Indeed, it's not just William Shakespeare's sunburnt sicklemen who are weary of August but just about everyone else as well. And speaking of Will, we better get on with this latest issue of Orphan Scrivener lest Ariel appear and, with a quaint device, make this literary banquet (oh, all right, light snack) vanish before you've had a chance to consume it.
That's remarkable to someone who for years battled Underwood manual typewriters bought at local thrift stores. I have to admit it's easier to back up files with a floppy than with carbon paper -- a floppy doesn't leave your fingers black. And the delete key has it all over white-out, which flakes all over everything. I'm not so sure the clicking of the mouse is any less annoying than the clacking of those Underwood keys, however, and I almost miss the clunk -- ziiiiip -- ching! I got when I slapped the return bar, the happy signal I'd managed to complete yet another line.
There's one thing those braille-like old manuscripts (how come the periods on those typewriters were always sharp enough to punch the paper?) share with email attachments -- both could, and can, be rejected.
So waiting for word from our editor brings back memories I try to suppress. Yes, I've read about writers who paper their offices with rejection slips, perhaps because they are motivated by anger, and others who store them in boxes, presumably to chortle over in the future when they have become best selling authors. I knew a fellow who kept meticulous score of every submission and rejection -- literally hundreds of fruitless rejections. It reminded him he was making an effort. Me, I shredded those dismal little squares of preprinted mockery practically before I'd stopped cursing the appropriate editor.
Sorry. I know that's not the "professional" approach. I'm just being honest.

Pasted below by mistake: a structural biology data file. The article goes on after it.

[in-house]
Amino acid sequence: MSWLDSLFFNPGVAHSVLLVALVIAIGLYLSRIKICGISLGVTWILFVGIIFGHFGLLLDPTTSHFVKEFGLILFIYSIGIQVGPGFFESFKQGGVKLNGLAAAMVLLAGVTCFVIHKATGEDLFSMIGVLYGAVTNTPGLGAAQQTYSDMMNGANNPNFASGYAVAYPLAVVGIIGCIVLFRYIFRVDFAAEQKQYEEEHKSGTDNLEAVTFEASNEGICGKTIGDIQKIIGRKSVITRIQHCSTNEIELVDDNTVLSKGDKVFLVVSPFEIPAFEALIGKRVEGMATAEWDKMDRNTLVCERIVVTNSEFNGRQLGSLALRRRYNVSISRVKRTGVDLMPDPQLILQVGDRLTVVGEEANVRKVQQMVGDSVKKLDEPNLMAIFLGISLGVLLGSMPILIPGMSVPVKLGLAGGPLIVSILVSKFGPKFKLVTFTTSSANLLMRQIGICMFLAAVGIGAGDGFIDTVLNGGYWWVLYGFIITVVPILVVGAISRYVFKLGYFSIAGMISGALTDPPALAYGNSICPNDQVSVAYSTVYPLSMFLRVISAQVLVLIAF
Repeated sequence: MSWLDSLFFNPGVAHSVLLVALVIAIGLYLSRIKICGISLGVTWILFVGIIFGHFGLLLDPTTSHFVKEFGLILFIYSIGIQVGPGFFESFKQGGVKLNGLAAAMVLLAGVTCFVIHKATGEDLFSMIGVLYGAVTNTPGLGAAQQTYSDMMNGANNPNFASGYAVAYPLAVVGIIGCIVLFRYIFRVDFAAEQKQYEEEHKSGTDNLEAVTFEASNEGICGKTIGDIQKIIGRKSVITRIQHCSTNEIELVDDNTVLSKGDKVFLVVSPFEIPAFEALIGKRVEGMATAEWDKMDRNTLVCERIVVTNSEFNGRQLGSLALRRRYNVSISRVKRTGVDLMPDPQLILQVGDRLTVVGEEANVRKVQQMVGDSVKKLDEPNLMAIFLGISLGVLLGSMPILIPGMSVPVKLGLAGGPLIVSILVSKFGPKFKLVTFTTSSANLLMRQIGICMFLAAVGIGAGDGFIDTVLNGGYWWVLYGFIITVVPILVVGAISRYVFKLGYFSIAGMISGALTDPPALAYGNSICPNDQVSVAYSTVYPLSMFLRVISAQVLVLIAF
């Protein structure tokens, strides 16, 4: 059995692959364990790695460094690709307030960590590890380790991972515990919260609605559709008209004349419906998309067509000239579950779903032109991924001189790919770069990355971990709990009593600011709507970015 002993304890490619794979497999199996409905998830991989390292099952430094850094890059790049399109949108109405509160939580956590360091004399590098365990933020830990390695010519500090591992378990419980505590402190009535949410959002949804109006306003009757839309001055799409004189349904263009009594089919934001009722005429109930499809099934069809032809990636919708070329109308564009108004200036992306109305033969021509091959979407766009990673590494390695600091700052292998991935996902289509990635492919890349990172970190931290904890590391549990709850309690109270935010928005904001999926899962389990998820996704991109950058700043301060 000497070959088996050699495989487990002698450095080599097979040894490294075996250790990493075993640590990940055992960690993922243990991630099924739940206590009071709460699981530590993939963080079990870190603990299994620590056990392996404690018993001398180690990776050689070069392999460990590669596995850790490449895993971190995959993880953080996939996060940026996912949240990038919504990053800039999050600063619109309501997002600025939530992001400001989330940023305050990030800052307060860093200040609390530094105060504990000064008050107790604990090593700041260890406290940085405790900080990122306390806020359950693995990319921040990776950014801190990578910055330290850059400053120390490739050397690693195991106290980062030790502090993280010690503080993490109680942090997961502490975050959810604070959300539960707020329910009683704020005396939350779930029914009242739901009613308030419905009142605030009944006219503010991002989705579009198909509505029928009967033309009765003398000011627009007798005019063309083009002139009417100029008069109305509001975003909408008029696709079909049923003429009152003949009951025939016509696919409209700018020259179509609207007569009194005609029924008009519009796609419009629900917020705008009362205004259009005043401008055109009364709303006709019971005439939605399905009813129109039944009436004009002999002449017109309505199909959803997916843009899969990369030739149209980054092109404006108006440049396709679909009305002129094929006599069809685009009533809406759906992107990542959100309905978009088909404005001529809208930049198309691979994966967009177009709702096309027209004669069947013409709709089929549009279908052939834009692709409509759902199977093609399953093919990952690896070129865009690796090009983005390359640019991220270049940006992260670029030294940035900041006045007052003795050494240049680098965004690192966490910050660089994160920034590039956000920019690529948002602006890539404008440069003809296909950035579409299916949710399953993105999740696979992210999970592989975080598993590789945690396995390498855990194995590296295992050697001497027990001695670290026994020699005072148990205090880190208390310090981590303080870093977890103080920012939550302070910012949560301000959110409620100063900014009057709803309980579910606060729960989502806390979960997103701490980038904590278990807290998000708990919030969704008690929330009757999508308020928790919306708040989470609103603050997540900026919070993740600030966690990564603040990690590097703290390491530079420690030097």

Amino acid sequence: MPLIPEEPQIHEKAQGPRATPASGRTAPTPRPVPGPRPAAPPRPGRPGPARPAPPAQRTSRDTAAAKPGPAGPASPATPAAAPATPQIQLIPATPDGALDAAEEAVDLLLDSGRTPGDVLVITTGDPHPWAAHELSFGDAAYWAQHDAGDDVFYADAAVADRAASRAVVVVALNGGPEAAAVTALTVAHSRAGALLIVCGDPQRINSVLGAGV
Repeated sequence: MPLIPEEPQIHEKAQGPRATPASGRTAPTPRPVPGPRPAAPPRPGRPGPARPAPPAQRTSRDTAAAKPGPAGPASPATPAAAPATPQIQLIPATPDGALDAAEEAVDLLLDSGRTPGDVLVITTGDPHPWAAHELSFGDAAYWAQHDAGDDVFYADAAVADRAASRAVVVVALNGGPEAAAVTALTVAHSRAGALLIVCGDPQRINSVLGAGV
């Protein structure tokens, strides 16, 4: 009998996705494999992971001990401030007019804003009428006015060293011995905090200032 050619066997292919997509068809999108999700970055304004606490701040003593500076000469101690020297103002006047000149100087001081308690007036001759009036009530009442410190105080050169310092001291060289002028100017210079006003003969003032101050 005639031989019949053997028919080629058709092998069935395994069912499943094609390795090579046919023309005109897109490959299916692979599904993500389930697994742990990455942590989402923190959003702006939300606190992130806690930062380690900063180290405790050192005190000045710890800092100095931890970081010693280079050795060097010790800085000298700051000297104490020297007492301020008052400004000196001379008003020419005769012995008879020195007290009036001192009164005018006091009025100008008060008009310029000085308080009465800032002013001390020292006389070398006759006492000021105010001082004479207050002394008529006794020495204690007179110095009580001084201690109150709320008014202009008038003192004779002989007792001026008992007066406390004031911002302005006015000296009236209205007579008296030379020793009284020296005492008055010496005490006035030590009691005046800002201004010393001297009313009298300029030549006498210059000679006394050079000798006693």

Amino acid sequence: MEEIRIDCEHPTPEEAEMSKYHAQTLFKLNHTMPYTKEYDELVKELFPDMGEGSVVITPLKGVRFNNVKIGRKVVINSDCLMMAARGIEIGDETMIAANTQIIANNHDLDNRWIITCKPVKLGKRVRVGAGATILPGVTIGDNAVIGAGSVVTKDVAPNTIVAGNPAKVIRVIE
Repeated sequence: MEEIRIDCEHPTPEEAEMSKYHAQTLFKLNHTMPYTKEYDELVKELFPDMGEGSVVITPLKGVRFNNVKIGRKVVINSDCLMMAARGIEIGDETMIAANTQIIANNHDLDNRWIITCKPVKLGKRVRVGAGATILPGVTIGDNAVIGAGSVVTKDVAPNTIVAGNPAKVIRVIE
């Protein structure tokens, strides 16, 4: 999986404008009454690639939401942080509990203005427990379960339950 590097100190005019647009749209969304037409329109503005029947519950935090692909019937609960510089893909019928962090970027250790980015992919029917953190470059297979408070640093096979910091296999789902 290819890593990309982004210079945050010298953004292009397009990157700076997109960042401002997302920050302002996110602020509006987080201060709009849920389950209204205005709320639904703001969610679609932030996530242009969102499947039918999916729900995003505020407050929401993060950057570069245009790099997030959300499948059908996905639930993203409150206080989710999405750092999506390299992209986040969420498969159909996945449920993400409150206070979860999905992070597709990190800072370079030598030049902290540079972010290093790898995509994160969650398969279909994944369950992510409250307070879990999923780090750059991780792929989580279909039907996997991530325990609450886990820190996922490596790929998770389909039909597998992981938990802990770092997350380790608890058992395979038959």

As you can imagine, you won't be seeing articles on How to Handle Rejections in Orphan Scrivener, or at least not by me. The usual advice is not to take a rejection personally. But how can you not? Consider, for example, a typical rejection:
"Sorry, your article on How to Handle Rejections does not meet our present needs."
Notice the sarcasm. "Sorry," it begins. Sure, as if they're really sorry. They don't know me from Adam. Besides, if they were really sorry they would've bought the article instead of shattering my life-long dreams. And what, exactly, is meant by "our present needs"? Well, isn't it obvious from the tone? They don't have any present needs for useless, inept, mind-numbing, garbage like my article. Why don't they just come out and say what they mean?
Some editors do. They aren't content with one-size-insults- fits-all. There was the form letter with the scrawl in the corner instructing "No more grandfather stories!!!" And the helpful printed checklist of errors on which the reader had not only taken the trouble to helpfully check off all 47 available errors from Unoriginal to Stilted Dialogue but out of the goodness of their heart had also taken the effort to insert a plethora of extra helpful hints such as "utterly wooden characters" and "totally unbelievable story line." I'm just amazed I survived so many years of such virulent assistance.